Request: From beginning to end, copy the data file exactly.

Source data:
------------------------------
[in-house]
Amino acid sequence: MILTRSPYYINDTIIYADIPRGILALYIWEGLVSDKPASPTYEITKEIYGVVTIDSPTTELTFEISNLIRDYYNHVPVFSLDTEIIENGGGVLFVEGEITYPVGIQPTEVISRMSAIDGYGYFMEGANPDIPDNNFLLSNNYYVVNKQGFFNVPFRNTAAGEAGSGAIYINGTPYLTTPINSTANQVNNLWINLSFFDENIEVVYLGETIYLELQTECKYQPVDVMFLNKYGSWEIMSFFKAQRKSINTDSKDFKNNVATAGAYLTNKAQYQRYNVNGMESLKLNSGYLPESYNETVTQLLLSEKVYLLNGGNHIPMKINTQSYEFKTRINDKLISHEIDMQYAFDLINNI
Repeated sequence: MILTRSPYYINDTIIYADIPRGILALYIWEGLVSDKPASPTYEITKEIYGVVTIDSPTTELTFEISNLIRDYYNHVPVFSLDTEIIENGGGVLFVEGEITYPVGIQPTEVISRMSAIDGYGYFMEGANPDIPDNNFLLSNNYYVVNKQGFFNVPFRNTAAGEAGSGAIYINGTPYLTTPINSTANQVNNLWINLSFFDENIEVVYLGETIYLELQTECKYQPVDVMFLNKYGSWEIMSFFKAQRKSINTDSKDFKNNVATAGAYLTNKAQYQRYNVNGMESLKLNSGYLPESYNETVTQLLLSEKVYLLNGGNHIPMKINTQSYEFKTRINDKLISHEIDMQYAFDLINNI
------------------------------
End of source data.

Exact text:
[in-house]
Amino acid sequence: MILTRSPYYINDTIIYADIPRGILALYIWEGLVSDKPASPTYEITKEIYGVVTIDSPTTELTFEISNLIRDYYNHVPVFSLDTEIIENGGGVLFVEGEITYPVGIQPTEVISRMSAIDGYGYFMEGANPDIPDNNFLLSNNYYVVNKQGFFNVPFRNTAAGEAGSGAIYINGTPYLTTPINSTANQVNNLWINLSFFDENIEVVYLGETIYLELQTECKYQPVDVMFLNKYGSWEIMSFFKAQRKSINTDSKDFKNNVATAGAYLTNKAQYQRYNVNGMESLKLNSGYLPESYNETVTQLLLSEKVYLLNGGNHIPMKINTQSYEFKTRINDKLISHEIDMQYAFDLINNI
Repeated sequence: MILTRSPYYINDTIIYADIPRGILALYIWEGLVSDKPASPTYEITKEIYGVVTIDSPTTELTFEISNLIRDYYNHVPVFSLDTEIIENGGGVLFVEGEITYPVGIQPTEVISRMSAIDGYGYFMEGANPDIPDNNFLLSNNYYVVNKQGFFNVPFRNTAAGEAGSGAIYINGTPYLTTPINSTANQVNNLWINLSFFDENIEVVYLGETIYLELQTECKYQPVDVMFLNKYGSWEIMSFFKAQRKSINTDSKDFKNNVATAGAYLTNKAQYQRYNVNGMESLKLNSGYLPESYNETVTQLLLSEKVYLLNGGNHIPMKINTQSYEFKTRINDKLISHEIDMQYAFDLINNI